(Bloomberg) -- The U.S. military may have finally found a way to fix a glitch with the world’s most high-tech helmet used by pilots flying the most expensive fighter jet in history.A bug in the $400,000 helmet display screen used by F-35 aviators caused a green glow when flying in very low-light conditions and is now expected to be overcome by using a different type of semiconductor illumination.The distracting green glow was deemed so critical that restrictions were imposed on some night landings on aircraft carriers, and the fault was classified as a “Priority One” fix by the Pentagon’s test office. Jittery lines were also visible to some pilots.Defense giant Lockheed Martin Corp. has been contracted by the F-35 Joint Program Office for the redesign, modifying headpieces by installing new organic light-emitting diodes to replace traditional liquid crystal displays.“In partnership with the F-35 Joint Program Office and our U.S. Navy customer, we’ve been working to transition the helmet technology from a traditional LCD to an Organic LED system,” Program Manager Jim Gigliotti said by email. Lockheed Martin did not provide a figure for the number of helmets requiring modification or the upgrade cost.OLED technology can provide a number of manufacturing and user benefits over older LCD alternatives, including the use of flexible screens, improved picture quality and quicker response times, and are used in flat-panel TVs, smartphones and digital wristwatches. OLED benefits, however, may come at the cost of shorter screen lifespans.The contract announcement for new helmet displays comes just days before a joint hearing of House Armed Services Committee panels into the troubled $406 billion F-35 program, the most expensive weapon project in history.The project has been plagued by problems during its two-decade development phase. Last year, the Government Accountability Office said the project had 966 outstanding glitches, with more than 150 not expected to be resolved before full-rate production.And the stealthy jet is still months away from the completion of rigorous combat testing against potential adversaries’ defense systems. Nevertheless, the Pentagon is confident in the aircraft’s abilities. A $34 billion follow-on award was made last month for 478 more fighters, taking the existing production count toward 1,000 planes -- out of a planned total of at least 3,100.The F-35 is available in three variants and is used by the Air Force, Navy and Marine Corps. More than 10 countries have committed to buy the airplane, including Japan, South Korea, Britain, Israel, Australia and the Netherlands.The state-of-the-art helmets are made as part of a joint venture by Rockwell Collins Inc. and Elbit Systems of America. The shells combine Kevlar and carbon fiber, and custom-made to snugly fit the cranial contours of each pilot. Replacements can be made using a database of head measurements kept for each pilot.One high-tech feature of the helmet display is an ability for a pilot to see video imagery of where they will land simply by looking down during vertical descent. Weapon lock-on can be achieved by looking at targets through the helmets.“We’re in the process of developing, improving and fielding the new system and the feedback from users has been extremely positive,” Gigliotti said. The pilots are “excited to get this new equipment.”To contact the reporter on this story: Pete Norman in London at email@example.comTo contact the editors responsible for this story: Andrew Davis at firstname.lastname@example.org, Steve GeimannFor more articles like this, please visit us at bloomberg.com©2019 Bloomberg L.P.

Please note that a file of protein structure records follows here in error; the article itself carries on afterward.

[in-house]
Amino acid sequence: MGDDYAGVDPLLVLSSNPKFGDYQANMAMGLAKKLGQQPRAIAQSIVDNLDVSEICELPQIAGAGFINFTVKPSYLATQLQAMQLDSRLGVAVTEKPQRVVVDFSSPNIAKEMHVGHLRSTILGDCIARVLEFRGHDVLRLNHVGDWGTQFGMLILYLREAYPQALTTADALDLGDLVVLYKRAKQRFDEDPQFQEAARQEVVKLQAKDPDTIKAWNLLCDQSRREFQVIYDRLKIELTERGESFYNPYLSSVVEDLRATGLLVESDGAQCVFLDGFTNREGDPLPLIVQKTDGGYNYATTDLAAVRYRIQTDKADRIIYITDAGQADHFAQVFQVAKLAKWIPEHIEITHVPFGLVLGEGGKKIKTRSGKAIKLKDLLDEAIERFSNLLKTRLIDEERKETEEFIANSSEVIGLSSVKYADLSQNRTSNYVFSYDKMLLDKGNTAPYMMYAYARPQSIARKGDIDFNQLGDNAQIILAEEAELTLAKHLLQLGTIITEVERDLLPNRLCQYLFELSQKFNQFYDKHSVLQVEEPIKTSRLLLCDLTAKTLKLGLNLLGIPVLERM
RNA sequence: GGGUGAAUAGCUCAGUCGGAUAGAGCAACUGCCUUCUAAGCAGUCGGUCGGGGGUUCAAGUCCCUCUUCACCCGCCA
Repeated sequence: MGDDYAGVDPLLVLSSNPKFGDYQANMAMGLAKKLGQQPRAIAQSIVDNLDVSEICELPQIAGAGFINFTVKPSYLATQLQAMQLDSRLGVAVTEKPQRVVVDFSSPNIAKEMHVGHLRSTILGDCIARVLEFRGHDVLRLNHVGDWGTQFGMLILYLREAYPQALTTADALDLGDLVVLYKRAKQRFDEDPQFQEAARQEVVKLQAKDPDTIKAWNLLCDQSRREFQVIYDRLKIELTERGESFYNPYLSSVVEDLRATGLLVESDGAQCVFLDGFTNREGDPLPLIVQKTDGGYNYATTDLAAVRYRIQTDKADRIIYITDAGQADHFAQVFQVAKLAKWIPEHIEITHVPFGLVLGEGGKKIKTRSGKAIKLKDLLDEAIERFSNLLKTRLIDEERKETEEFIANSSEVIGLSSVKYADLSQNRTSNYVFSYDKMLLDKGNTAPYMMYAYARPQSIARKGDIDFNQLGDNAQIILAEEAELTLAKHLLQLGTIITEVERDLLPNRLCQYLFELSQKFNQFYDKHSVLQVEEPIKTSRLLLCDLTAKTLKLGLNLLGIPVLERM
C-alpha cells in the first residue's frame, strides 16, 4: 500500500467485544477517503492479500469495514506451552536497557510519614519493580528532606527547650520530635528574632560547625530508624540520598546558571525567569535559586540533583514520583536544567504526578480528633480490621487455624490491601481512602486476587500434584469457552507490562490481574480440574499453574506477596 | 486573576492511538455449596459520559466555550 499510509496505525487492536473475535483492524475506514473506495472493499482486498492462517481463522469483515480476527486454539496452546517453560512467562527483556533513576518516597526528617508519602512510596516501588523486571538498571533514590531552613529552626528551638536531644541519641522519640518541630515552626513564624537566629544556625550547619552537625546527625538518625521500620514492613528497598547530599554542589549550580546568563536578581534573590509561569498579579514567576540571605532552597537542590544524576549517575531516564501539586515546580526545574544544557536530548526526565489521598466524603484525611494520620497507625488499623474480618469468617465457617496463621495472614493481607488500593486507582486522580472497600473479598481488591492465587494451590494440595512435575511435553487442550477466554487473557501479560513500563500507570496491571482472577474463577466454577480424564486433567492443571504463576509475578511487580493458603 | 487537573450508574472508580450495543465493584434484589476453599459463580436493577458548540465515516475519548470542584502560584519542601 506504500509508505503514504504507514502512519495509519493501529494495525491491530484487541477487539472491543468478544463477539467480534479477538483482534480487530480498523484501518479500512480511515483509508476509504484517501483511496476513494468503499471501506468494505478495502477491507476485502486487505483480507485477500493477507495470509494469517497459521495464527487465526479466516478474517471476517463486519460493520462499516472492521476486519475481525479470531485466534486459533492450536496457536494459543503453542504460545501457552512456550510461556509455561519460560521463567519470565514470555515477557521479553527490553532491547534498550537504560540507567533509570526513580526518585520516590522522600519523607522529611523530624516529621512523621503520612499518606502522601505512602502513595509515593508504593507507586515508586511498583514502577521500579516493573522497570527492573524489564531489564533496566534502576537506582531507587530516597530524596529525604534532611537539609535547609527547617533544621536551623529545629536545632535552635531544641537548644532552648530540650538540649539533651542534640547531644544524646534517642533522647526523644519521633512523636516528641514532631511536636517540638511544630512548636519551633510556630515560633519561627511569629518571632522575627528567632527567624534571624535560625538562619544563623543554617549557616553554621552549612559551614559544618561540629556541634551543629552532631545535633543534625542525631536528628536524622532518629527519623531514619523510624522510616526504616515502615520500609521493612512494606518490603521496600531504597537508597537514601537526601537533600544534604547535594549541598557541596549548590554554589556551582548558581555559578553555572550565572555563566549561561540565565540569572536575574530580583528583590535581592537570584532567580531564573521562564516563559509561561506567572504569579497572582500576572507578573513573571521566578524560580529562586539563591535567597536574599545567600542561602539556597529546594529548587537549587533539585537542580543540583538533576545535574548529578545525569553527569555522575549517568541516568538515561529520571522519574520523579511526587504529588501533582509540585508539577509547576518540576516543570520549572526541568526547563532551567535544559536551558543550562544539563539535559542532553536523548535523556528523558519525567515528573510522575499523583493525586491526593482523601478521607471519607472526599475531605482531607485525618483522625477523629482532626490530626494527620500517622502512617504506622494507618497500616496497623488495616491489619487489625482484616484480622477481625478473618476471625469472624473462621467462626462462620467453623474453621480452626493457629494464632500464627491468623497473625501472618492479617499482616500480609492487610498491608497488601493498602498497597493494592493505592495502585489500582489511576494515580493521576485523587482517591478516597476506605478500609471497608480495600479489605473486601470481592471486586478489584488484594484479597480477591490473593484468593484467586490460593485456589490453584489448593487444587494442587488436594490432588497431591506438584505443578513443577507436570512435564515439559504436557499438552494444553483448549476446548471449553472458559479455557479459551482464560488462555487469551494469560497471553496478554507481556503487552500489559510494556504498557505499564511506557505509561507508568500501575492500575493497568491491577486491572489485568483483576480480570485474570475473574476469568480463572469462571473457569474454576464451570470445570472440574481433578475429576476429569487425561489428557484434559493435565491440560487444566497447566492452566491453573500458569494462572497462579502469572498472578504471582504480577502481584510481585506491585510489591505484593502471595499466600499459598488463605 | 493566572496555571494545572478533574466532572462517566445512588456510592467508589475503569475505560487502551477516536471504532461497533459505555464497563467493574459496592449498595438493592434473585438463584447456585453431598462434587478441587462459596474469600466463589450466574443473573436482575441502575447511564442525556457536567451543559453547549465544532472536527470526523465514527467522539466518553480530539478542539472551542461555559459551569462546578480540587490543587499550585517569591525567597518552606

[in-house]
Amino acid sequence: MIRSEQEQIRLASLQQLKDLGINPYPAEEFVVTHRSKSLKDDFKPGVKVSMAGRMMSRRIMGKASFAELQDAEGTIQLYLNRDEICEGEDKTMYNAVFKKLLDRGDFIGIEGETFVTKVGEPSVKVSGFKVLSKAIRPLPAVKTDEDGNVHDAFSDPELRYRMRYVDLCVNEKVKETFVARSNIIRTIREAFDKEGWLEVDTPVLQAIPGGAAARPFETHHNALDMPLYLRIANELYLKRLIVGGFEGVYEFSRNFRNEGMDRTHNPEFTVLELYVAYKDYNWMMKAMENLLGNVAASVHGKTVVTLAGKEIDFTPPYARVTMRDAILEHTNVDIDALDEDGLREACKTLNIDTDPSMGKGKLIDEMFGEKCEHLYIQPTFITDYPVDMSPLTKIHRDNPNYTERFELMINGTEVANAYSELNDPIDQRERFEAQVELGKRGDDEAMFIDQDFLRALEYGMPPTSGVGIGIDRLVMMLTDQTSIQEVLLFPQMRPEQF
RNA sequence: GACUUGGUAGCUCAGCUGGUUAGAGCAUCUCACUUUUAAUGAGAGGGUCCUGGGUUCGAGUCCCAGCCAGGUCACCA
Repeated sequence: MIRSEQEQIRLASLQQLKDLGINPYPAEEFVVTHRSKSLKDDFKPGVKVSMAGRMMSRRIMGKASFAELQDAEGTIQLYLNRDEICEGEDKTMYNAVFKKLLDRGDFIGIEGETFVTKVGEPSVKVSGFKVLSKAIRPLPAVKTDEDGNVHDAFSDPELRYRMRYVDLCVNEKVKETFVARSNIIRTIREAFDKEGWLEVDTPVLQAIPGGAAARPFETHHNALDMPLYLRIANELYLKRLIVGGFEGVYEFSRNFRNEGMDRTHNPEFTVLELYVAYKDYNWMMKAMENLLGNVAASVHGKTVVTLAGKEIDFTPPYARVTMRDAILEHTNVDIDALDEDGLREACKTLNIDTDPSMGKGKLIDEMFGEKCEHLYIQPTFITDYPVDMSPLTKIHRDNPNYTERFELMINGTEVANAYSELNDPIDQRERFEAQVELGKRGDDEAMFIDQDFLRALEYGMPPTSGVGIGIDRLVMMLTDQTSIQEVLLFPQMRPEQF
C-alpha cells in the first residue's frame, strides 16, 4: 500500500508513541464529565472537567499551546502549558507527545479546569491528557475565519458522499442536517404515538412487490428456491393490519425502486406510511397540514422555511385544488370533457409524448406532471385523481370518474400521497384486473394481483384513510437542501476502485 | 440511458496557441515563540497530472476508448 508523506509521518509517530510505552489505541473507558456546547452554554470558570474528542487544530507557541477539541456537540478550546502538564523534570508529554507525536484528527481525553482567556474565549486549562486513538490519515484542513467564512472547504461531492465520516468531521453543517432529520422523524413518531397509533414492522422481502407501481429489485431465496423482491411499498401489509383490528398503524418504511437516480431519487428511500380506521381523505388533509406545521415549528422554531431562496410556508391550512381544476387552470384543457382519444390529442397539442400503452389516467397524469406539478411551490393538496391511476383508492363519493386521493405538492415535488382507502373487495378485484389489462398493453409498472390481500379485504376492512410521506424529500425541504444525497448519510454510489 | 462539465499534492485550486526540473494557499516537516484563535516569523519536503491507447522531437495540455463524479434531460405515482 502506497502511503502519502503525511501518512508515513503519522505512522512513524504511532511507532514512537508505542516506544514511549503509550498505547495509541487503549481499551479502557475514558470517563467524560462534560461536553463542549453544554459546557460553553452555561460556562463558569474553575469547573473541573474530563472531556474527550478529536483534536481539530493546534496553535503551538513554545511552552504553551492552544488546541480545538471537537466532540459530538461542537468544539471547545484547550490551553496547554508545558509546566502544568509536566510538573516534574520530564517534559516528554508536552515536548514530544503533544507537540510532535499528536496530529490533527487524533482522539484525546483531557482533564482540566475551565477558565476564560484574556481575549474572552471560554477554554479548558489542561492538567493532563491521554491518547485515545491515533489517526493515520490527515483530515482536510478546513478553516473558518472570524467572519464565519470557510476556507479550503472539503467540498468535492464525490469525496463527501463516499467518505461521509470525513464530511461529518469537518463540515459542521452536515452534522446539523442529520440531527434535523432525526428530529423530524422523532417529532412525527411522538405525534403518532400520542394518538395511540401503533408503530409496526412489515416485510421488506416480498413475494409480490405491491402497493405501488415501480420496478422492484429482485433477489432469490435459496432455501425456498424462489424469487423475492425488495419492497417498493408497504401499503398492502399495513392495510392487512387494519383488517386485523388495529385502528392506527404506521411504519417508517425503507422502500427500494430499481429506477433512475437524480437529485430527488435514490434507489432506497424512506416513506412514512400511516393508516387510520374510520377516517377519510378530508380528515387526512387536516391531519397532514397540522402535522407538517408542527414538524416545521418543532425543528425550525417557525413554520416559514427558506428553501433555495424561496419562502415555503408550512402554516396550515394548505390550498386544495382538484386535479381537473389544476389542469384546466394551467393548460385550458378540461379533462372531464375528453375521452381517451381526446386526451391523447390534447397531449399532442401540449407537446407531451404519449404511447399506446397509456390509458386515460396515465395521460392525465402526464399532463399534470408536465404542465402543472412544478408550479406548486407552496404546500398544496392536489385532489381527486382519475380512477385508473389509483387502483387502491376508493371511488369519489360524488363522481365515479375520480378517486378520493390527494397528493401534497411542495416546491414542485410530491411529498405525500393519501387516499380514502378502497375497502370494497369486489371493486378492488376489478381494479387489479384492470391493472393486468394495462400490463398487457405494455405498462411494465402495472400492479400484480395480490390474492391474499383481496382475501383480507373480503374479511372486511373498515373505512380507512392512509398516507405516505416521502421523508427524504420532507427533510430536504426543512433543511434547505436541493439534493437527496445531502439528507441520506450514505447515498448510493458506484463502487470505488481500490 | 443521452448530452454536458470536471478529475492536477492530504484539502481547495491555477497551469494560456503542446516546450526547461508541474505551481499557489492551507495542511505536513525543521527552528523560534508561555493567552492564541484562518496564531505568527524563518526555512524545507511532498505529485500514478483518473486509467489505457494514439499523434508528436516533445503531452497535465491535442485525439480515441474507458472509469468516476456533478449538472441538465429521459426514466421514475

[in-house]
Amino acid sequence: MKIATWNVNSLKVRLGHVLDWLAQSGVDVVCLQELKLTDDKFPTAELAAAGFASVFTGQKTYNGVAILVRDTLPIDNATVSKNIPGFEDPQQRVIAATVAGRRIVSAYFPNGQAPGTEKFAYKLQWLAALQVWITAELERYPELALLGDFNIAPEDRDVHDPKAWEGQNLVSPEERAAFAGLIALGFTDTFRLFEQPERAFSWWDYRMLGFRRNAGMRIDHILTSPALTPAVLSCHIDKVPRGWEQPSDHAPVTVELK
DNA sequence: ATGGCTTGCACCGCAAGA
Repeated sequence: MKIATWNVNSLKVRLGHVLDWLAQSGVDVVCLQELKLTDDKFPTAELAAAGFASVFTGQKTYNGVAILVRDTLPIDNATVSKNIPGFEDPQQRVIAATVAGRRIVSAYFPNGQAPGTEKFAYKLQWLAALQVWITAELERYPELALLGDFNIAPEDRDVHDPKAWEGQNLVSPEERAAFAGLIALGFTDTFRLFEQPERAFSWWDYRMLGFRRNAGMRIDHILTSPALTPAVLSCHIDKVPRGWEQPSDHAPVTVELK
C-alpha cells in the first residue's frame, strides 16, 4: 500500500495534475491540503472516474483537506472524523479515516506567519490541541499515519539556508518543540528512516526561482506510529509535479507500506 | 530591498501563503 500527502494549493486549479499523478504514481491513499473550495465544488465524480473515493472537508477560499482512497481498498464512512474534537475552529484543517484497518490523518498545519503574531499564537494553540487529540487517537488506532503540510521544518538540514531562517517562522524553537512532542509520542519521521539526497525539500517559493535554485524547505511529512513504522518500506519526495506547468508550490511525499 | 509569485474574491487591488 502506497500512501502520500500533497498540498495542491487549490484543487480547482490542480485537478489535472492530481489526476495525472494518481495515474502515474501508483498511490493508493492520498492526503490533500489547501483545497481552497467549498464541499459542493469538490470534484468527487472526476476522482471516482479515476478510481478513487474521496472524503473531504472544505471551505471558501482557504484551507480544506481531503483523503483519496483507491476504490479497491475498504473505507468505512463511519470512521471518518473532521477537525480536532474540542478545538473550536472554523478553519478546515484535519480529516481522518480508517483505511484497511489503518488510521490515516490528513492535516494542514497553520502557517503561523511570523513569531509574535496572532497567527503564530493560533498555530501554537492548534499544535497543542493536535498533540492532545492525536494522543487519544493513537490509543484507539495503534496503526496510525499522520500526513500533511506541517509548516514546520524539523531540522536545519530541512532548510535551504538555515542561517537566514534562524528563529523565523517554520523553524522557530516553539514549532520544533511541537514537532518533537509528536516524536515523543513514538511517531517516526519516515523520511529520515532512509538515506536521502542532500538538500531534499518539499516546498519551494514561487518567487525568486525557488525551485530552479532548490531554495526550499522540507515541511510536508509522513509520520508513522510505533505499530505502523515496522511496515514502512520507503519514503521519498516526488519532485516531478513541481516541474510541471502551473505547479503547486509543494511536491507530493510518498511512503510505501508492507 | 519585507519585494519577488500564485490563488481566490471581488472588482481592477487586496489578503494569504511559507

Huntington Ingalls' (HII) top line up 6.5% year over year to $2,219 million, owing to higher volume in the Newport News Shipbuilding division and growth in the Technical Solutions division.
Kratos Defense's (KTOS) Q3 sales total $184.1 million, beating the Zacks Consensus Estimate by a whisker. Sales rise 15.5% year over year.
Deliveries of NSC8 made by Huntington Ingalls (HII) are likely to have contributed favorably to the Ingalls Shipbuilding segment's revenues in the third quarter.
Third-quarter EPS season is in the homestretch, with blue-chip Utilities, Financial Services, Consumer and Industrial companies all releasing reports. Through 11/1/2019, Refinitiv reported that 356 S&P 500 companies have now announced 3Q earnings, with 76% coming in above consensus, ahead of the past four-quarters average percentage of 74%. The better-than-expected results have improved the overall forecast for the quarter to a -0.8%, from -3.2% at the start of the reporting season. Our analysts are always on the lookout for companies that raise their outlooks during earnings season. Management’s ability to “raise guidance” can often be a catalyst to strong returns in the quarters ahead. Following are 12 BUY-rated companies in Argus coverage for which management has raised guidance during the current EPS reporting season.
Cold fusion has been around as a concept since the 1920s and the scientific community had given up on it long ago, but one major defense company is now hoping to bring it back
Achieving your retirement goals takes a much different investing approach than regular stock trading, from smartly managing risk to keeping emotions in check.